In other words, however neat it might look on a whiteboard, if you drop most linebackers into deep thirds, it’s not going to end well. While this clearly isn’t ideal, defensive schemes look to win on the average, not to make themselves unbeatable on any given play, and as long as they are able to confuse the offense frequently enough to get themselves off the field on the majority of drives they’re probably doing a pretty good job.
That is, unless you can find a better way of lining up defensively. So how about lining up with three deep defenders?
This is actually something that has been tried a few times around college football, and is certainly not unique to Snow and Baylor, but this kind of defensive formation is not something that has ever really been tried in the NFL in a significant way:
At Baylor, Snow used a three-man front and is expected to run a four man front with the Panthers; while this changes the formation up front, from the back end, the two schemes will look the same – the broad details that are covered here should be transferable. As can be seen from the above image, this formation involves three deep safeties, with no slot corner, but with the three safeties all comparatively close to the line compared to what you would see in a cover 2 or cover 3 look normally. While obviously, the game plans changed week-to-week, in the two games I watched All-22 film on (Kansas & Oklahoma), Snow ran with this personnel on more than 70% of the defensive snaps.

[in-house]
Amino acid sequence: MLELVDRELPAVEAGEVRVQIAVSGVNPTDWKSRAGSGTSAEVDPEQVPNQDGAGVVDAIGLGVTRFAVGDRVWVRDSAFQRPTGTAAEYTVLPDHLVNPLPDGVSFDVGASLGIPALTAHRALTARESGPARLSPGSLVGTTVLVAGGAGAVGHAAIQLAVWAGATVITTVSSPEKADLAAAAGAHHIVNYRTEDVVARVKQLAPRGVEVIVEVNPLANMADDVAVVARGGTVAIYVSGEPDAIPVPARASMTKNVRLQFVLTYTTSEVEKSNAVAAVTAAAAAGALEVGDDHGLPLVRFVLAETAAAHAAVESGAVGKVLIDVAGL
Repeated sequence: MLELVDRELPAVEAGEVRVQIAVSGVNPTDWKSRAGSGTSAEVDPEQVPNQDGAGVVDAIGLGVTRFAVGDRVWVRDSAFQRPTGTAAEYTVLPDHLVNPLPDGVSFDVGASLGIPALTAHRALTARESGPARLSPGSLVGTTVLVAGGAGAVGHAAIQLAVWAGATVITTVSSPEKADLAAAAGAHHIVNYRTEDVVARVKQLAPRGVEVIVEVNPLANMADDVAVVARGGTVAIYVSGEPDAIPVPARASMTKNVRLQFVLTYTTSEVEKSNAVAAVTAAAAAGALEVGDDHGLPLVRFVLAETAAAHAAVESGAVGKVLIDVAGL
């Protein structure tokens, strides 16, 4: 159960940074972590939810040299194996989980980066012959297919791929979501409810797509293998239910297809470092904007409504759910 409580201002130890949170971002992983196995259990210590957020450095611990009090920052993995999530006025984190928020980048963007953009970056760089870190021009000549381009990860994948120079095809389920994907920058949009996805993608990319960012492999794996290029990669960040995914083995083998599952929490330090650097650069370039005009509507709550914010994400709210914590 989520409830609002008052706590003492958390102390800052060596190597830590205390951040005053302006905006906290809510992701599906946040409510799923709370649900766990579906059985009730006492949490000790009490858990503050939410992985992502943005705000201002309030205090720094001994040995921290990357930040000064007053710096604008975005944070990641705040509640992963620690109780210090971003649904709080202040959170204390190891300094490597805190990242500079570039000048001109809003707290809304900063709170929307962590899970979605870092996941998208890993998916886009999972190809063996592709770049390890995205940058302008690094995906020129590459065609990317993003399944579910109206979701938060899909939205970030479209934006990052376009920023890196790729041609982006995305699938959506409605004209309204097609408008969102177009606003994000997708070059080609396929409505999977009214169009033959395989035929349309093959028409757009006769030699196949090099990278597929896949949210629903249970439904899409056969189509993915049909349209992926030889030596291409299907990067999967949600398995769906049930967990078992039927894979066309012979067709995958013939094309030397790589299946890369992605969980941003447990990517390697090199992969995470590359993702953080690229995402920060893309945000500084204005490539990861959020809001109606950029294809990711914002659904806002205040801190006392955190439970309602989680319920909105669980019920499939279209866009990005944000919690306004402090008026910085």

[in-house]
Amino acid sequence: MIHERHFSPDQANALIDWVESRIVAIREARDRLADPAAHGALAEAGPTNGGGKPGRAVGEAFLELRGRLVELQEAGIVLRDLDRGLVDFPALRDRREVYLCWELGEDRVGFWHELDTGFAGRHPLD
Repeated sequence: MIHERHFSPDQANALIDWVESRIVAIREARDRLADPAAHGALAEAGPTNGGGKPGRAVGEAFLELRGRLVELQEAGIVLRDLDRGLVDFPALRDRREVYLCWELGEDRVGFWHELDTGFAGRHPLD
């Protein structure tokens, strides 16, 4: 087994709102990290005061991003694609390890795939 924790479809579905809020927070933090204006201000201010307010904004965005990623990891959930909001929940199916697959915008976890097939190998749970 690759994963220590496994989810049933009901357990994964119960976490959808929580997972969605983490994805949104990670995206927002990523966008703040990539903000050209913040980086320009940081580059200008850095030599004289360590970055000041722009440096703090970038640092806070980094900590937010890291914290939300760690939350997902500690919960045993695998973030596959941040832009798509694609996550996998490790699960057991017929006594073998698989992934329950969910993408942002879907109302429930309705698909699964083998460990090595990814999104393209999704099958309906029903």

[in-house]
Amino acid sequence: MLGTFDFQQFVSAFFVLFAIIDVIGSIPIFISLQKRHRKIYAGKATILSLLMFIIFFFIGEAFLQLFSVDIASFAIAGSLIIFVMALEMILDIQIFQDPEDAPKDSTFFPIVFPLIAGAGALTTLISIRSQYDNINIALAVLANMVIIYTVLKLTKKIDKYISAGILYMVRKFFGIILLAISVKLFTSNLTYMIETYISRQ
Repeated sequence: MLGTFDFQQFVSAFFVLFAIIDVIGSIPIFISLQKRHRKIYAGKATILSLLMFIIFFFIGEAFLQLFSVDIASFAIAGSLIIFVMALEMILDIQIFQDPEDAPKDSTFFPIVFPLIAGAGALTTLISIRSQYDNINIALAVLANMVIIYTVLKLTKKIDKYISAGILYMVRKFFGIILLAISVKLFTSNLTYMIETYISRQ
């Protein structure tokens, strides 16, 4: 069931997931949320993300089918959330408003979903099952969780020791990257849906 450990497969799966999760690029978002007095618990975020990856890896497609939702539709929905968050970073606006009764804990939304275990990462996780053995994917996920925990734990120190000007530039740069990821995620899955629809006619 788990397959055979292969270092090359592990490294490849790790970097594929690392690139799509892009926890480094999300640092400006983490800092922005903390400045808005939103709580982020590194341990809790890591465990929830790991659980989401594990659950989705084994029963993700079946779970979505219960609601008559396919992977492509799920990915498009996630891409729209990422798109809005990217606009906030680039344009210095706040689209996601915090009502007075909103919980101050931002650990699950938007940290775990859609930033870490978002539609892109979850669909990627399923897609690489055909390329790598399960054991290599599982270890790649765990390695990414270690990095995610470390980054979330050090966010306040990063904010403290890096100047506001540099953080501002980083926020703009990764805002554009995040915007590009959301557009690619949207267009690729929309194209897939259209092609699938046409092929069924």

This formation places significant strains on personnel, especially if you want to execute it at a high level. You need safeties who can cover man-to-man in the slot, who can cover a deep third, who can drop down to the line to make a play on a running back and who, crucially, have the smarts to execute all of this. This is something the Panthers have definitely made a move towards, signing versatile defender Juston Burris in free agency and following that up with Jeremy Chinn and Kenny Robinson in the draft, the former of whom is a perfect fit for the outside safety role while the latter could be the long-term replacement for Tre Boston as the middle safety.
This doesn’t mean that this is definitely where the Panthers are heading with their new defense, but they are certainly making the personnel changes that would make a lot of sense for this kind of defense. While this is all very interesting and different, what’s the point of this formation and those like it?